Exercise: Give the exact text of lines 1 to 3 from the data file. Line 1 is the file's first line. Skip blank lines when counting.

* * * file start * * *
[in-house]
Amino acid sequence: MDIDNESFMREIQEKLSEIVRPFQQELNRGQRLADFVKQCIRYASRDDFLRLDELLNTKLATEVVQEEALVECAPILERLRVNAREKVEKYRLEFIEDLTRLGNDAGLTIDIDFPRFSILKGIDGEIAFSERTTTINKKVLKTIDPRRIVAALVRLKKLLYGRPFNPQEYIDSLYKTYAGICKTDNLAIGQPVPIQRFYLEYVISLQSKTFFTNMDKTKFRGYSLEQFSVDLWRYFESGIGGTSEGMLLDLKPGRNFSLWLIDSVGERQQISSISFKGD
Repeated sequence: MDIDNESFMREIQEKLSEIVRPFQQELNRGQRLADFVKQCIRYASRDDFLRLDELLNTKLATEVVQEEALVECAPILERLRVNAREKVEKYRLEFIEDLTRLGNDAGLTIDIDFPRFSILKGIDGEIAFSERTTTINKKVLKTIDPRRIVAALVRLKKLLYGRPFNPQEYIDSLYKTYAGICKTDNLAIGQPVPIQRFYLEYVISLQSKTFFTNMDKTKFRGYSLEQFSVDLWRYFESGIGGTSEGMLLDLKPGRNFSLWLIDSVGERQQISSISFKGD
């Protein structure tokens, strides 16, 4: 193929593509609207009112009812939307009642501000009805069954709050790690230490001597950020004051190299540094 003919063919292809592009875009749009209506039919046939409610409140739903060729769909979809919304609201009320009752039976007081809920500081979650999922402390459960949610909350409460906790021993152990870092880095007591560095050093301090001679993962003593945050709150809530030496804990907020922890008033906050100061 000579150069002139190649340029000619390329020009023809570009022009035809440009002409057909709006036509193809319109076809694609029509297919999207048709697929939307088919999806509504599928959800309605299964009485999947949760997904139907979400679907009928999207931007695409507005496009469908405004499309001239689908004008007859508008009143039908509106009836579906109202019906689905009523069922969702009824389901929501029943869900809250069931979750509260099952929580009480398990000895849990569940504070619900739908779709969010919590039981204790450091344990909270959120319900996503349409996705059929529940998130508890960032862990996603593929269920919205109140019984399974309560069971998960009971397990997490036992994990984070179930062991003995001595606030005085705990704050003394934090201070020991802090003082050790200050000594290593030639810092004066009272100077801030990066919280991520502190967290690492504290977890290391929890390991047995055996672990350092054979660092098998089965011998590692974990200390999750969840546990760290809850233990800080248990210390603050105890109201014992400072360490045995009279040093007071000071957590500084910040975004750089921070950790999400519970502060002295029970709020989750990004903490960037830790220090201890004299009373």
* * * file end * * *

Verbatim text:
[in-house]
Amino acid sequence: MDIDNESFMREIQEKLSEIVRPFQQELNRGQRLADFVKQCIRYASRDDFLRLDELLNTKLATEVVQEEALVECAPILERLRVNAREKVEKYRLEFIEDLTRLGNDAGLTIDIDFPRFSILKGIDGEIAFSERTTTINKKVLKTIDPRRIVAALVRLKKLLYGRPFNPQEYIDSLYKTYAGICKTDNLAIGQPVPIQRFYLEYVISLQSKTFFTNMDKTKFRGYSLEQFSVDLWRYFESGIGGTSEGMLLDLKPGRNFSLWLIDSVGERQQISSISFKGD
Repeated sequence: MDIDNESFMREIQEKLSEIVRPFQQELNRGQRLADFVKQCIRYASRDDFLRLDELLNTKLATEVVQEEALVECAPILERLRVNAREKVEKYRLEFIEDLTRLGNDAGLTIDIDFPRFSILKGIDGEIAFSERTTTINKKVLKTIDPRRIVAALVRLKKLLYGRPFNPQEYIDSLYKTYAGICKTDNLAIGQPVPIQRFYLEYVISLQSKTFFTNMDKTKFRGYSLEQFSVDLWRYFESGIGGTSEGMLLDLKPGRNFSLWLIDSVGERQQISSISFKGD